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It is common to define the F-measure as a function of precision and recall, as mentioned in [1]:

$F_{\beta}=\frac{(1+\beta^2)PR}{\beta^2 P+R}$

However I came across some other cases, another definition is used [2] (without weights):

$F = H(sensitivity, 1- specificity)$

Where H is harmonic mean.

Reference:

  1. F - measure derivation (harmonic mean of precision and recall)

  2. https://link.springer.com/chapter/10.1007/978-3-540-68947-8_133.

  3. https://stackoverflow.com/a/52892413/2243842
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The one is general formula the other you get for Beta=1:

The beta value greater than 1 means we want our model to pay more attention to the model Recall as compared to Precision. On the other, a value of less than 1 puts more emphasis on Precision. So you just want to generalise, and punish certain mistakes more.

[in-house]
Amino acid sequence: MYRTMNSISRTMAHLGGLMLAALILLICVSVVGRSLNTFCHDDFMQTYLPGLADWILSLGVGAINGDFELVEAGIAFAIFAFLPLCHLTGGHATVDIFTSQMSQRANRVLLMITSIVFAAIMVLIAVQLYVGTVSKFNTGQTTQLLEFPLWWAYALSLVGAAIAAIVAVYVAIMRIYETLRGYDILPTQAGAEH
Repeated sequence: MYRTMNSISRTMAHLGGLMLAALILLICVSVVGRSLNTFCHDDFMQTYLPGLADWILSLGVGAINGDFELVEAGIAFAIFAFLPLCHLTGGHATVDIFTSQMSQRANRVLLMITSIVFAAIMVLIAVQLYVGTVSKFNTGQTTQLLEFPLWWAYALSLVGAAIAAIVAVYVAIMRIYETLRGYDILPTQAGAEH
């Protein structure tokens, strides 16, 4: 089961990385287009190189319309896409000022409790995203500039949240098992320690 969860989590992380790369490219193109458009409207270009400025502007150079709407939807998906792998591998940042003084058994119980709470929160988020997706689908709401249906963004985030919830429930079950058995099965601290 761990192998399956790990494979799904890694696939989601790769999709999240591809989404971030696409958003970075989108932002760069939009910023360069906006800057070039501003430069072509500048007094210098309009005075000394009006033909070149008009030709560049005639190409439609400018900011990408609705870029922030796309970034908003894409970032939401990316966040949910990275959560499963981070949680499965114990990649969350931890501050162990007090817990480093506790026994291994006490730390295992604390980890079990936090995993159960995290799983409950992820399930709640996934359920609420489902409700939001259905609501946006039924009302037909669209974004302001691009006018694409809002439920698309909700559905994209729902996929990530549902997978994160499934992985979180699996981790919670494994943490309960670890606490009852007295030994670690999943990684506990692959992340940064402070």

So to conclude: Correct in mathematical sense is always to generalise and derive special cases, in that sense the first one is preferable since setting beta to one you get the 'standard' F-1-harmonic-mean-formula.

http://scikit-learn.org/stable/modules/generated/sklearn.metrics.fbeta_score.html

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Yes, as they are effectively synonyms of one another. See for instance this link

If you pay attention, the first formula is the (weighted) harmonic mean of the recall and precision.

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